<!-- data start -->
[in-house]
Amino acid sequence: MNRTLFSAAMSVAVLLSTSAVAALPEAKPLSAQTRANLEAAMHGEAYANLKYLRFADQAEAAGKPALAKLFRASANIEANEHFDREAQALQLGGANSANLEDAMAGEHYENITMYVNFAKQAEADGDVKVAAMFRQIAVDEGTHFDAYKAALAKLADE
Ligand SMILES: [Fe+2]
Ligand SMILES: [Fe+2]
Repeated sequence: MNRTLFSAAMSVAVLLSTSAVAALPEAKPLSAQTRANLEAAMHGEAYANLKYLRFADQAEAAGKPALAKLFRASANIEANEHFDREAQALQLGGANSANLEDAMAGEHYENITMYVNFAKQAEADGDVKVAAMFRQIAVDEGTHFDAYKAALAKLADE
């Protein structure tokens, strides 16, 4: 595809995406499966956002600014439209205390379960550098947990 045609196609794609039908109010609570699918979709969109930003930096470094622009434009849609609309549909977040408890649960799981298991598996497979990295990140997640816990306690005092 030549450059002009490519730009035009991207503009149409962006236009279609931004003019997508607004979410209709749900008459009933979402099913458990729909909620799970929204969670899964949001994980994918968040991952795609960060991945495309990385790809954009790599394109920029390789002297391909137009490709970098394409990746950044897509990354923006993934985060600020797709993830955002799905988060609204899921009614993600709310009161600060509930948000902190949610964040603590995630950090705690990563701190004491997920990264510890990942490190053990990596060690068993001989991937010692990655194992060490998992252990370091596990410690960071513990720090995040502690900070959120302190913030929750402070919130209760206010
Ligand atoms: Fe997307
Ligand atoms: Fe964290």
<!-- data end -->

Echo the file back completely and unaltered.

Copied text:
[in-house]
Amino acid sequence: MNRTLFSAAMSVAVLLSTSAVAALPEAKPLSAQTRANLEAAMHGEAYANLKYLRFADQAEAAGKPALAKLFRASANIEANEHFDREAQALQLGGANSANLEDAMAGEHYENITMYVNFAKQAEADGDVKVAAMFRQIAVDEGTHFDAYKAALAKLADE
Ligand SMILES: [Fe+2]
Ligand SMILES: [Fe+2]
Repeated sequence: MNRTLFSAAMSVAVLLSTSAVAALPEAKPLSAQTRANLEAAMHGEAYANLKYLRFADQAEAAGKPALAKLFRASANIEANEHFDREAQALQLGGANSANLEDAMAGEHYENITMYVNFAKQAEADGDVKVAAMFRQIAVDEGTHFDAYKAALAKLADE
């Protein structure tokens, strides 16, 4: 595809995406499966956002600014439209205390379960550098947990 045609196609794609039908109010609570699918979709969109930003930096470094622009434009849609609309549909977040408890649960799981298991598996497979990295990140997640816990306690005092 030549450059002009490519730009035009991207503009149409962006236009279609931004003019997508607004979410209709749900008459009933979402099913458990729909909620799970929204969670899964949001994980994918968040991952795609960060991945495309990385790809954009790599394109920029390789002297391909137009490709970098394409990746950044897509990354923006993934985060600020797709993830955002799905988060609204899921009614993600709310009161600060509930948000902190949610964040603590995630950090705690990563701190004491997920990264510890990942490190053990990596060690068993001989991937010692990655194992060490998992252990370091596990410690960071513990720090995040502690900070959120302190913030929750402070919130209760206010
Ligand atoms: Fe997307
Ligand atoms: Fe964290």